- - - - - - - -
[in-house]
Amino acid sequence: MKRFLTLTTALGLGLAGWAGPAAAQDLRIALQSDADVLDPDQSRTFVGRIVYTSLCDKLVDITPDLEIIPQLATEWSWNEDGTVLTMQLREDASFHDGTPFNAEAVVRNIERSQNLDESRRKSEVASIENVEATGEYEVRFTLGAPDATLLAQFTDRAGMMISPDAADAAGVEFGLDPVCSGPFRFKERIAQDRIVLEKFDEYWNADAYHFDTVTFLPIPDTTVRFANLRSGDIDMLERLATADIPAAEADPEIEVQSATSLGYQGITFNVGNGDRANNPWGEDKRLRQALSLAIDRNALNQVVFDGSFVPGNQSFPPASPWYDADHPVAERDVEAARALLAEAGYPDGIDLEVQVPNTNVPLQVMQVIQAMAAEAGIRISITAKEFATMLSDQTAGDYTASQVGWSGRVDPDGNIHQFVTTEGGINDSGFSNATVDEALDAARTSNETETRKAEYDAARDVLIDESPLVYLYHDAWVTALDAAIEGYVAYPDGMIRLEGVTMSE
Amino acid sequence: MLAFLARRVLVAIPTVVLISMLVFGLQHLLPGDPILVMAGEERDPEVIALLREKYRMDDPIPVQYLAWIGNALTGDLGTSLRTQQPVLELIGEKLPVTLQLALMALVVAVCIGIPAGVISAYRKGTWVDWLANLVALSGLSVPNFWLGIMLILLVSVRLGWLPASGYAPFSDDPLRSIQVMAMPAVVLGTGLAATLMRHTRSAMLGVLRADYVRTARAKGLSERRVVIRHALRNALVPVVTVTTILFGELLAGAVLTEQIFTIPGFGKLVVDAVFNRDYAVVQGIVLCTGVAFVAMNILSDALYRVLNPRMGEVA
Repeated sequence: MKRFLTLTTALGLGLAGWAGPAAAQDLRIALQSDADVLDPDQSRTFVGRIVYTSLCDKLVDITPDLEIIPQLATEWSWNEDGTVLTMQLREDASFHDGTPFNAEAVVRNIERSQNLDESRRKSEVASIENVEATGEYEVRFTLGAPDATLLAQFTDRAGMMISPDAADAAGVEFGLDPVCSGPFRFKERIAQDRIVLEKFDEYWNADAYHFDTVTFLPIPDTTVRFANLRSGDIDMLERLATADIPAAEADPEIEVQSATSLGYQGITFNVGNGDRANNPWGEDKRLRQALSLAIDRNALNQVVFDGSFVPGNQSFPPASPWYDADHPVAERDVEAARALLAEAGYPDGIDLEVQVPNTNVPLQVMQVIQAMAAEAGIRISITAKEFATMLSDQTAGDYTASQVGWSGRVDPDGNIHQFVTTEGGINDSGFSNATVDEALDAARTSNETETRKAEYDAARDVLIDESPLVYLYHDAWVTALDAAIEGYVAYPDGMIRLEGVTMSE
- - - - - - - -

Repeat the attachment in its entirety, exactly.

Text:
[in-house]
Amino acid sequence: MKRFLTLTTALGLGLAGWAGPAAAQDLRIALQSDADVLDPDQSRTFVGRIVYTSLCDKLVDITPDLEIIPQLATEWSWNEDGTVLTMQLREDASFHDGTPFNAEAVVRNIERSQNLDESRRKSEVASIENVEATGEYEVRFTLGAPDATLLAQFTDRAGMMISPDAADAAGVEFGLDPVCSGPFRFKERIAQDRIVLEKFDEYWNADAYHFDTVTFLPIPDTTVRFANLRSGDIDMLERLATADIPAAEADPEIEVQSATSLGYQGITFNVGNGDRANNPWGEDKRLRQALSLAIDRNALNQVVFDGSFVPGNQSFPPASPWYDADHPVAERDVEAARALLAEAGYPDGIDLEVQVPNTNVPLQVMQVIQAMAAEAGIRISITAKEFATMLSDQTAGDYTASQVGWSGRVDPDGNIHQFVTTEGGINDSGFSNATVDEALDAARTSNETETRKAEYDAARDVLIDESPLVYLYHDAWVTALDAAIEGYVAYPDGMIRLEGVTMSE
Amino acid sequence: MLAFLARRVLVAIPTVVLISMLVFGLQHLLPGDPILVMAGEERDPEVIALLREKYRMDDPIPVQYLAWIGNALTGDLGTSLRTQQPVLELIGEKLPVTLQLALMALVVAVCIGIPAGVISAYRKGTWVDWLANLVALSGLSVPNFWLGIMLILLVSVRLGWLPASGYAPFSDDPLRSIQVMAMPAVVLGTGLAATLMRHTRSAMLGVLRADYVRTARAKGLSERRVVIRHALRNALVPVVTVTTILFGELLAGAVLTEQIFTIPGFGKLVVDAVFNRDYAVVQGIVLCTGVAFVAMNILSDALYRVLNPRMGEVA
Repeated sequence: MKRFLTLTTALGLGLAGWAGPAAAQDLRIALQSDADVLDPDQSRTFVGRIVYTSLCDKLVDITPDLEIIPQLATEWSWNEDGTVLTMQLREDASFHDGTPFNAEAVVRNIERSQNLDESRRKSEVASIENVEATGEYEVRFTLGAPDATLLAQFTDRAGMMISPDAADAAGVEFGLDPVCSGPFRFKERIAQDRIVLEKFDEYWNADAYHFDTVTFLPIPDTTVRFANLRSGDIDMLERLATADIPAAEADPEIEVQSATSLGYQGITFNVGNGDRANNPWGEDKRLRQALSLAIDRNALNQVVFDGSFVPGNQSFPPASPWYDADHPVAERDVEAARALLAEAGYPDGIDLEVQVPNTNVPLQVMQVIQAMAAEAGIRISITAKEFATMLSDQTAGDYTASQVGWSGRVDPDGNIHQFVTTEGGINDSGFSNATVDEALDAARTSNETETRKAEYDAARDVLIDESPLVYLYHDAWVTALDAAIEGYVAYPDGMIRLEGVTMSE